Understanding the domestic arts as, well, art, has almost totally disappeared from our cultural landscape. Technology (and the corresponding rise in collective wealth that allows most of the US to own it) has rendered many time-honored skills — traditionally passed from mother to daughter — superfluous. Sewing is one of them. Hand-washing clothes and hanging them on a line to dry is another. Grinding our own wheat, making our own bread, making our own stock, making our own everything was largely shifted from the realm of the necessary to the realm of the optional by the late 50’s. Suddenly, skills that were highly prized and highly necessary for women to have — skills that required years of practice to master — could suddenly be accomplished in a factory in one-tenth the time and purchased at a store at absurdly low costs. What’s more, the culture hailed these advancements as superior to the work women used to spend hours doing. Wonderbread was eminently preferable to hand-ground, homemade wheat bread. Making your own food and sewing your own clothes were considered a sign of poverty, not a sign of accomplishment. As a direct result, the housewives of the 50’s and 60’s, by and large, did not pass these skills on to their daughters. They wanted them to have a better life, to reach the American Dream, to be the women who bought their bread and their clothes, the women advertisers insisted were the feminine ideal.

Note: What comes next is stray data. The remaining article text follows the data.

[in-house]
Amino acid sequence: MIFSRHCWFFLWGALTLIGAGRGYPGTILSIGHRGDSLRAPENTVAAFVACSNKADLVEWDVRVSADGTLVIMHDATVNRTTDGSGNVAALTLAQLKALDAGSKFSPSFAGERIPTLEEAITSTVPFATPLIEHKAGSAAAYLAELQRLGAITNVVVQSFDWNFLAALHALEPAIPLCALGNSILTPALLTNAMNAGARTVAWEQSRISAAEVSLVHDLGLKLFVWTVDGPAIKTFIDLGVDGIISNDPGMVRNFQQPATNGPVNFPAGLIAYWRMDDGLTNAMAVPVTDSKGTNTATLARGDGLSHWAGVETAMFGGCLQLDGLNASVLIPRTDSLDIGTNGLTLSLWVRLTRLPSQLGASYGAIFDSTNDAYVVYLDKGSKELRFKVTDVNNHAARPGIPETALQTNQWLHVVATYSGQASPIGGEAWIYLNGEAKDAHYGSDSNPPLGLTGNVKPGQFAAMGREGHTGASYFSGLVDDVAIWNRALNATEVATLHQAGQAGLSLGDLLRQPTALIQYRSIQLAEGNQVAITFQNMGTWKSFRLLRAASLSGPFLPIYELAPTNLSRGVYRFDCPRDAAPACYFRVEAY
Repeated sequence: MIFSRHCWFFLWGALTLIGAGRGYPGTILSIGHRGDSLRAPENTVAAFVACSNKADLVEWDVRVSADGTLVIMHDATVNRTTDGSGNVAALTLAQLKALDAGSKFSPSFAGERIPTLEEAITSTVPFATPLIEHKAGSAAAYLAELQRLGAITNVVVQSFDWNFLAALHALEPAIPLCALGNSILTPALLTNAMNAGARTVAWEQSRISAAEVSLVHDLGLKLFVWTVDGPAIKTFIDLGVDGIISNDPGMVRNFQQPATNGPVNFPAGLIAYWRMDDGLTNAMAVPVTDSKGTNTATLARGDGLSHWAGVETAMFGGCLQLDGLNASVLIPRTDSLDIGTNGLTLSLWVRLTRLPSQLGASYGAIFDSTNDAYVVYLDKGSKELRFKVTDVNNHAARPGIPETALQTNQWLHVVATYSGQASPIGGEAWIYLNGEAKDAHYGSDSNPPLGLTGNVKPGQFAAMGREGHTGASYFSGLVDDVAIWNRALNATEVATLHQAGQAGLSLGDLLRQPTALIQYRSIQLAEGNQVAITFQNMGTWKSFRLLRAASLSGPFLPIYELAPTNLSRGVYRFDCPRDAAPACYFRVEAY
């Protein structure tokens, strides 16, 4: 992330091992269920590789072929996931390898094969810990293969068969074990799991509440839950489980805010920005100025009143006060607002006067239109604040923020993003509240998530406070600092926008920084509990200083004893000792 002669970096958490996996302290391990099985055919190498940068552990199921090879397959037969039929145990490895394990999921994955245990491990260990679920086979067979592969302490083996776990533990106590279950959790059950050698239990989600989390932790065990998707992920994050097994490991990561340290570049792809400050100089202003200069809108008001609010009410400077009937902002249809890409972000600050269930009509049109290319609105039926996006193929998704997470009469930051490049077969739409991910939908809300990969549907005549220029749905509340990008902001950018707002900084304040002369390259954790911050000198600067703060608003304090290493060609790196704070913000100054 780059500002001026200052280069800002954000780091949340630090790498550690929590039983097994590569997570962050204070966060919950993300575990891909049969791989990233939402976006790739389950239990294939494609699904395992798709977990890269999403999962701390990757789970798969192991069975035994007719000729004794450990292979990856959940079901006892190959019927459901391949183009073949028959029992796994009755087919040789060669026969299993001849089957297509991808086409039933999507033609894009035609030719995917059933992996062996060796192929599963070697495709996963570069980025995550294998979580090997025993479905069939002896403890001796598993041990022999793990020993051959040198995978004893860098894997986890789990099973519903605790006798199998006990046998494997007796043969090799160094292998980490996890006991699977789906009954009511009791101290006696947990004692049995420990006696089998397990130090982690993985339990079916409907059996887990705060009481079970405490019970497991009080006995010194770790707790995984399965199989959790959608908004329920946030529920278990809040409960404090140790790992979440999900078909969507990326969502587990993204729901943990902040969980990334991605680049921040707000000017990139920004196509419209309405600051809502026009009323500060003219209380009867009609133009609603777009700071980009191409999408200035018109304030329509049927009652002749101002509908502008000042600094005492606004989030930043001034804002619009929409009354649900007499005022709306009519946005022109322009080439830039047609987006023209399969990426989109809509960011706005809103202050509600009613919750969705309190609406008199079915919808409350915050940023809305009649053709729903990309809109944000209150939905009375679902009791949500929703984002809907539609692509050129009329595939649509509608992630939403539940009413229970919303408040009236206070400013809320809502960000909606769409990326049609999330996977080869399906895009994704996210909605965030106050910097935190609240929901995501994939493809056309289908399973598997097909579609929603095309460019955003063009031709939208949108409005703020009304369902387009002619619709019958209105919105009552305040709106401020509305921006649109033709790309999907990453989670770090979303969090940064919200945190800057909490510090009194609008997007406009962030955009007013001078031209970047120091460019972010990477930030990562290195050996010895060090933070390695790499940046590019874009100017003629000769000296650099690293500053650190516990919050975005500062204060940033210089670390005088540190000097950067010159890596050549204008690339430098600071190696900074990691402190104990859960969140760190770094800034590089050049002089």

It’s no surprise that the sexual revolution followed swiftly on the heels of these massive changes in daily life. Women no longer needed to learn the domestic arts. They were liberated. With the advent of the contraception coinciding with this massive cultural shift, women had enormous amounts of time and freedom they didn’t have before — freedom to pursue whatever interests they had.
The daughters of the 50’s housewives made incredible strides to advance women’s access to higher education and professional opportunities. The work they did to promote the dignity of women and their inherent value to the professional and political spheres was extraordinary, and opened up a whole new world for the generations of both women and men that have followed. But like all good things, it came with a price.